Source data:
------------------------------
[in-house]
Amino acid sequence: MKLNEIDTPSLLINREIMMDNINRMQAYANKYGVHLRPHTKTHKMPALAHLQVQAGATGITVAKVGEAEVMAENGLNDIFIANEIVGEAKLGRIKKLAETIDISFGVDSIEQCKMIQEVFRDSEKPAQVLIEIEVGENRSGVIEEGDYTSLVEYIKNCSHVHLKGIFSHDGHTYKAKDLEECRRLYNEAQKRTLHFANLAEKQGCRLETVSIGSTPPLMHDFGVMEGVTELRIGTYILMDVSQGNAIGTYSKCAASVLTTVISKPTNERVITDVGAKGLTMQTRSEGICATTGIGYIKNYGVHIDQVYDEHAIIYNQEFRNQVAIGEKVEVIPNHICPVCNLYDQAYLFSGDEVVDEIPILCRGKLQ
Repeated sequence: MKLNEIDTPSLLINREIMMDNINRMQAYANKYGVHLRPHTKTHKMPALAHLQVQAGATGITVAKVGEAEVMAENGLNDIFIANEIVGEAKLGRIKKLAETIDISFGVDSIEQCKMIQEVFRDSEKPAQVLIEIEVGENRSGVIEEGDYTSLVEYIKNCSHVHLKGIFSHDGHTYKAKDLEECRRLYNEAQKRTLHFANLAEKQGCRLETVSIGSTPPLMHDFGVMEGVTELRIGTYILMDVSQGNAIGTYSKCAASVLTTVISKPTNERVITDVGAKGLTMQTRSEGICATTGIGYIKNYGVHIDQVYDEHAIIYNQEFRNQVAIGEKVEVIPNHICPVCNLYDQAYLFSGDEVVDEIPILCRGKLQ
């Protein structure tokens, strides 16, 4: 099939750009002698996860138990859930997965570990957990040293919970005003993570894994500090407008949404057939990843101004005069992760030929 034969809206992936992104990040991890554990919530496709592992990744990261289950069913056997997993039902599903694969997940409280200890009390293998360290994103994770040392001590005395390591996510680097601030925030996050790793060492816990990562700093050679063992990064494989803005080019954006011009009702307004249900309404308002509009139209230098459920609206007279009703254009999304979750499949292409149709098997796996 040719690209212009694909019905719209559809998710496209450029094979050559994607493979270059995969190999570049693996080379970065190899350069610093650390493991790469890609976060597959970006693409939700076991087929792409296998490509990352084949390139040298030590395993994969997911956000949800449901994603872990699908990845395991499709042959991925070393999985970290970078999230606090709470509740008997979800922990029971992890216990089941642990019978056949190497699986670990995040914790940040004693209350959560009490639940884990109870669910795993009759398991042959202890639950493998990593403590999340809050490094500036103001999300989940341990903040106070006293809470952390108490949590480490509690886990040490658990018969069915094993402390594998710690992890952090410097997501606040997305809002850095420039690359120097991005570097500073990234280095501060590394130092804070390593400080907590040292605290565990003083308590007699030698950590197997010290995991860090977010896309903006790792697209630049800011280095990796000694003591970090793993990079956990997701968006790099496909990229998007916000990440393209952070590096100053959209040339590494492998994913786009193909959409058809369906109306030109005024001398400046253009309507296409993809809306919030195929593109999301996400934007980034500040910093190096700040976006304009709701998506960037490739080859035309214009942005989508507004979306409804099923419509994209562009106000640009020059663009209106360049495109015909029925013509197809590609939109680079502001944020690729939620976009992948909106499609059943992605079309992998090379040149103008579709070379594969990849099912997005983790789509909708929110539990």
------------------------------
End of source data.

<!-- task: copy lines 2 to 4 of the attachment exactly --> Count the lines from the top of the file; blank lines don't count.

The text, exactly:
Amino acid sequence: MKLNEIDTPSLLINREIMMDNINRMQAYANKYGVHLRPHTKTHKMPALAHLQVQAGATGITVAKVGEAEVMAENGLNDIFIANEIVGEAKLGRIKKLAETIDISFGVDSIEQCKMIQEVFRDSEKPAQVLIEIEVGENRSGVIEEGDYTSLVEYIKNCSHVHLKGIFSHDGHTYKAKDLEECRRLYNEAQKRTLHFANLAEKQGCRLETVSIGSTPPLMHDFGVMEGVTELRIGTYILMDVSQGNAIGTYSKCAASVLTTVISKPTNERVITDVGAKGLTMQTRSEGICATTGIGYIKNYGVHIDQVYDEHAIIYNQEFRNQVAIGEKVEVIPNHICPVCNLYDQAYLFSGDEVVDEIPILCRGKLQ
Repeated sequence: MKLNEIDTPSLLINREIMMDNINRMQAYANKYGVHLRPHTKTHKMPALAHLQVQAGATGITVAKVGEAEVMAENGLNDIFIANEIVGEAKLGRIKKLAETIDISFGVDSIEQCKMIQEVFRDSEKPAQVLIEIEVGENRSGVIEEGDYTSLVEYIKNCSHVHLKGIFSHDGHTYKAKDLEECRRLYNEAQKRTLHFANLAEKQGCRLETVSIGSTPPLMHDFGVMEGVTELRIGTYILMDVSQGNAIGTYSKCAASVLTTVISKPTNERVITDVGAKGLTMQTRSEGICATTGIGYIKNYGVHIDQVYDEHAIIYNQEFRNQVAIGEKVEVIPNHICPVCNLYDQAYLFSGDEVVDEIPILCRGKLQ
């Protein structure tokens, strides 16, 4: 099939750009002698996860138990859930997965570990957990040293919970005003993570894994500090407008949404057939990843101004005069992760030929 034969809206992936992104990040991890554990919530496709592992990744990261289950069913056997997993039902599903694969997940409280200890009390293998360290994103994770040392001590005395390591996510680097601030925030996050790793060492816990990562700093050679063992990064494989803005080019954006011009009702307004249900309404308002509009139209230098459920609206007279009703254009999304979750499949292409149709098997796996 040719690209212009694909019905719209559809998710496209450029094979050559994607493979270059995969190999570049693996080379970065190899350069610093650390493991790469890609976060597959970006693409939700076991087929792409296998490509990352084949390139040298030590395993994969997911956000949800449901994603872990699908990845395991499709042959991925070393999985970290970078999230606090709470509740008997979800922990029971992890216990089941642990019978056949190497699986670990995040914790940040004693209350959560009490639940884990109870669910795993009759398991042959202890639950493998990593403590999340809050490094500036103001999300989940341990903040106070006293809470952390108490949590480490509690886990040490658990018969069915094993402390594998710690992890952090410097997501606040997305809002850095420039690359120097991005570097500073990234280095501060590394130092804070390593400080907590040292605290565990003083308590007699030698950590197997010290995991860090977010896309903006790792697209630049800011280095990796000694003591970090793993990079956990997701968006790099496909990229998007916000990440393209952070590096100053959209040339590494492998994913786009193909959409058809369906109306030109005024001398400046253009309507296409993809809306919030195929593109999301996400934007980034500040910093190096700040976006304009709701998506960037490739080859035309214009942005989508507004979306409804099923419509994209562009106000640009020059663009209106360049495109015909029925013509197809590609939109680079502001944020690729939620976009992948909106499609059943992605079309992998090379040149103008579709070379594969990849099912997005983790789509909708929110539990």